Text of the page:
Opening a brewery is something that I started to take seriously in August of 2006, when I reduced my hours at Whitney's to 4 days a week so I could focus on the planning process. I was pretty naive to think that I was ready to start getting specific quotes on equipment and construction, but I managed to create a generalized cost estimate of a new brewery. I wanted to open a packaging brewery at the time, but didn't have any experience working in one, so I took a temporary brewing job and spent most of 2007 at Otter Creek in Vermont. I thought that I'd have gobs of time to work on my business plan out there, but the only thing I really accomplished was deciding that bottling lines are for suckers. Working on opening a brewpub became my full-time job when I moved back to Madison at the end of December.
A former co-worker once told me "you can do it cheap, you can do it fast or you can do it right. Pick two of the three." I've definitely taken the "right and cheap" approach so far. It wasn't a big deal when I was at Whitney's because I was still making money and I wasn't dragging anyone down with me. I asked Jane to be my business partner shortly before I moved to VT, and she thought idea of owning a brewery was so cool that she put other large-scale plans on hold to do it. Thanks to guilt, planning for an opening date of "someday" became less acceptable. At least Jane is just as responsible for our timeline as I am, though. When my job in VT ended, Rachel and I decided that she'll pay the bills while I work on opening a pub. It would be more expensive than if I were to get a job, but I'd get the business started faster and we'd still have enough money to live comfortably.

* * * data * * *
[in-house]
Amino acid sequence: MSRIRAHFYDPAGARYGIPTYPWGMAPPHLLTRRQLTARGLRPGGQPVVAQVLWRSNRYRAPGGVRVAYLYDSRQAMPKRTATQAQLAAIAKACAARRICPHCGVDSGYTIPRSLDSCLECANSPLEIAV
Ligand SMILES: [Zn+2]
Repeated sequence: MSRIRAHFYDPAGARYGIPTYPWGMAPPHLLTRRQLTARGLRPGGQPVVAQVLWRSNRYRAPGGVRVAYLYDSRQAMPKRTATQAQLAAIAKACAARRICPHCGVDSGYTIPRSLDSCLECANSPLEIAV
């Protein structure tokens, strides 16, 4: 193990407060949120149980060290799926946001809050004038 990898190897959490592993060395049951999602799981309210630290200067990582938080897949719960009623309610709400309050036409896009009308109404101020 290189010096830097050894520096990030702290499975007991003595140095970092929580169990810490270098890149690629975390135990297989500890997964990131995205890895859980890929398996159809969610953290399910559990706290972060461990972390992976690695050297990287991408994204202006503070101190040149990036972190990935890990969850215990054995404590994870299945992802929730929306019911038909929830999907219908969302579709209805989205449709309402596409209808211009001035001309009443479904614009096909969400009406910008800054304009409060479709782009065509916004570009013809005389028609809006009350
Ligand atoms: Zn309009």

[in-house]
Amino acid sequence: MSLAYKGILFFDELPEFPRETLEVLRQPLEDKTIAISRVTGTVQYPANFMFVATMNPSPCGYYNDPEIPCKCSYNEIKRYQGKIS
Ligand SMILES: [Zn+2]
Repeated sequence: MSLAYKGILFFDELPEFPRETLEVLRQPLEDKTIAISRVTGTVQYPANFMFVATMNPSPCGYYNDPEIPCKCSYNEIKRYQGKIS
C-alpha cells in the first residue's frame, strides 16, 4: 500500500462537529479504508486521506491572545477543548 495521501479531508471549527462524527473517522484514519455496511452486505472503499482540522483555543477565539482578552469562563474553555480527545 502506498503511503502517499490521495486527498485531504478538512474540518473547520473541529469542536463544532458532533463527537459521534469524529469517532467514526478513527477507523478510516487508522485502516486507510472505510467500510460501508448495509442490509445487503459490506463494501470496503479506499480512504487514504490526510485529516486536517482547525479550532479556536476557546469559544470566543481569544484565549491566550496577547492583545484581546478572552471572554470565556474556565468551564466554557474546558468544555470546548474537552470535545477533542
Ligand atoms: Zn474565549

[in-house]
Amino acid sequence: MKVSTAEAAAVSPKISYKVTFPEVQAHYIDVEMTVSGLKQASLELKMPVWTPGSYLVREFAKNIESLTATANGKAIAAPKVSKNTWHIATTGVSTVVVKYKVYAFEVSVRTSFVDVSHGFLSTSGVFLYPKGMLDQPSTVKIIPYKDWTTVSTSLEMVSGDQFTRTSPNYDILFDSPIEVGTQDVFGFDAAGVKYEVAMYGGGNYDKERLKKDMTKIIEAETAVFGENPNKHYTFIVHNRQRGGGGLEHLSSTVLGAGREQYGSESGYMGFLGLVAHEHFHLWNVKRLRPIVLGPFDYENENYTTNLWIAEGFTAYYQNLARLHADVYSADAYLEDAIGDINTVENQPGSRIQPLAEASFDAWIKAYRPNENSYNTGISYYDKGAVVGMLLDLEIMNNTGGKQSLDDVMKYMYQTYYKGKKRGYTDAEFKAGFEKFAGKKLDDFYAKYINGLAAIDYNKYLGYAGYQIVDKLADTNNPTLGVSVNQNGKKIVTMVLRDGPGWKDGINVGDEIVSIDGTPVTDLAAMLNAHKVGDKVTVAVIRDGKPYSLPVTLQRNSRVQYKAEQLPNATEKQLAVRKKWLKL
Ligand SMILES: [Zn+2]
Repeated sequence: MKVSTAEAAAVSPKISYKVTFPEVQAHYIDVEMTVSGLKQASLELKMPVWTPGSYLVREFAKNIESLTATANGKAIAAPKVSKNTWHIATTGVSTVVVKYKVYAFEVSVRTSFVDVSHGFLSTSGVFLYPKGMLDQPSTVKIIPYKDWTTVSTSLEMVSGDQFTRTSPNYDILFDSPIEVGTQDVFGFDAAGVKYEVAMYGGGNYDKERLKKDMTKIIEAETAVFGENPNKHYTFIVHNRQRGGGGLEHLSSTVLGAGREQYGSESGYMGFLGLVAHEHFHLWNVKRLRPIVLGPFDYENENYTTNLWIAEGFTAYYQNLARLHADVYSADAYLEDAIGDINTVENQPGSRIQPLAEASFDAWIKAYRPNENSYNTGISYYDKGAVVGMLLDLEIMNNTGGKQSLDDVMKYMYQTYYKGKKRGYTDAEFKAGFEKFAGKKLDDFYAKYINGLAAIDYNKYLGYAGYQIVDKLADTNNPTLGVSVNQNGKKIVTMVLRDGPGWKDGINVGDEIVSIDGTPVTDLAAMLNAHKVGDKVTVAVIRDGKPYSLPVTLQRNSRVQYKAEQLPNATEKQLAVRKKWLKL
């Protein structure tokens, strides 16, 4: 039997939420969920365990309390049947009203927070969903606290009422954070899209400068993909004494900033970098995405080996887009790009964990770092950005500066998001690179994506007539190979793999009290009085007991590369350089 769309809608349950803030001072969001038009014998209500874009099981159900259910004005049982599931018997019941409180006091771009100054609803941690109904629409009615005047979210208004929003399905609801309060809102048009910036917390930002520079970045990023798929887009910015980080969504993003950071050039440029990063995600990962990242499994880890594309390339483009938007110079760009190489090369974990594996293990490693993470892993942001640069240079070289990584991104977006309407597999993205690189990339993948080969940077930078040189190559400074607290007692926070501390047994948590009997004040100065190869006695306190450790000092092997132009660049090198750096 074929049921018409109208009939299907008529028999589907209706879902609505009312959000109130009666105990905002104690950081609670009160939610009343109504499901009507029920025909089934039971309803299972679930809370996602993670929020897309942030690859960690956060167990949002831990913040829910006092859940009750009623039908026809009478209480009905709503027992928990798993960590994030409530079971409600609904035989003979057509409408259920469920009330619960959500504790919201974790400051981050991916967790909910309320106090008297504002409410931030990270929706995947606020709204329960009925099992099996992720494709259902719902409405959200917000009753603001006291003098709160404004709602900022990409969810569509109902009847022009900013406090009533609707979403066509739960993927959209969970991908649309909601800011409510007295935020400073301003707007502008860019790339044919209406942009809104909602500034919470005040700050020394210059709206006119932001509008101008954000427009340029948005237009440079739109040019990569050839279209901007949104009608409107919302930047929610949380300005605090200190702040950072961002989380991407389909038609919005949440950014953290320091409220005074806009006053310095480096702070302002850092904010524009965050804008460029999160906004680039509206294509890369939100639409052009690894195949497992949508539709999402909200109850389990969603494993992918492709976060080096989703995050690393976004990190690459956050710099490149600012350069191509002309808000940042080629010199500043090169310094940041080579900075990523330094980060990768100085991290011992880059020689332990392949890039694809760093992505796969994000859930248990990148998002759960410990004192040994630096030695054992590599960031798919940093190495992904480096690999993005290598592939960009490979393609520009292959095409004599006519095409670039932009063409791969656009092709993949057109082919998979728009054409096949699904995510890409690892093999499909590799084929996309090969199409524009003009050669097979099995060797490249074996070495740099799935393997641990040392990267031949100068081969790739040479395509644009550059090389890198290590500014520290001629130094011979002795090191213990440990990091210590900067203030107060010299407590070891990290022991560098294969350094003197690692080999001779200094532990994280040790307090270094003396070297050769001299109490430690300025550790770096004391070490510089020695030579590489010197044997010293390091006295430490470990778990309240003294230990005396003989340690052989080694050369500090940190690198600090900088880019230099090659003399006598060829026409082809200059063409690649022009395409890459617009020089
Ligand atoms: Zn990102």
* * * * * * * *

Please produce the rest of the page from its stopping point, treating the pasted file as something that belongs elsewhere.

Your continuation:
Even though I'm moving faster than I was, it's tough to shake the fact that I'm still at the same place I was at in January: sitting at a computer and writing a business plan. Not that the business plan doesn't need to be written - I'll need it to convince people to give me hundreds of thousands of dollars, which will be necessary to secure a location - but it feels like I'm going slower than I actually am. The reality of the situation is that I've been working way more than 40 hours a week to do things for the business that need to be done. If Rachel wasn't able or willing to support both of us financially, it would probably take me years to catch up to where I am today. I did the same thing for Rachel while she went back to school, but I don't think she felt like as much of a mooch as I do right now. School is usually perceived as a productive activity, while working on a business from home sounds an awful lot like "free time". Opening a brewery isn't like turning homemade birthday cards into a business: it takes a lot more planning up-front and probably won't make nearly as much money in the long run :).
In an effort to speed things up, or at least convince myself that I'm working effectively, I'm going to try setting weekly goals and using this weblog to hold me publicly accountable for meeting them. Every week, I'll briefly report on what I accomplished in the previous week and what I hope to accomplish in the following week. It usually takes me a long time to write any given blog entry, so I'm not going to do it during regular working hours. I'll even try to post my updates on the same day each week, but I haven't decided which day yet. Are you ready to keep me on track?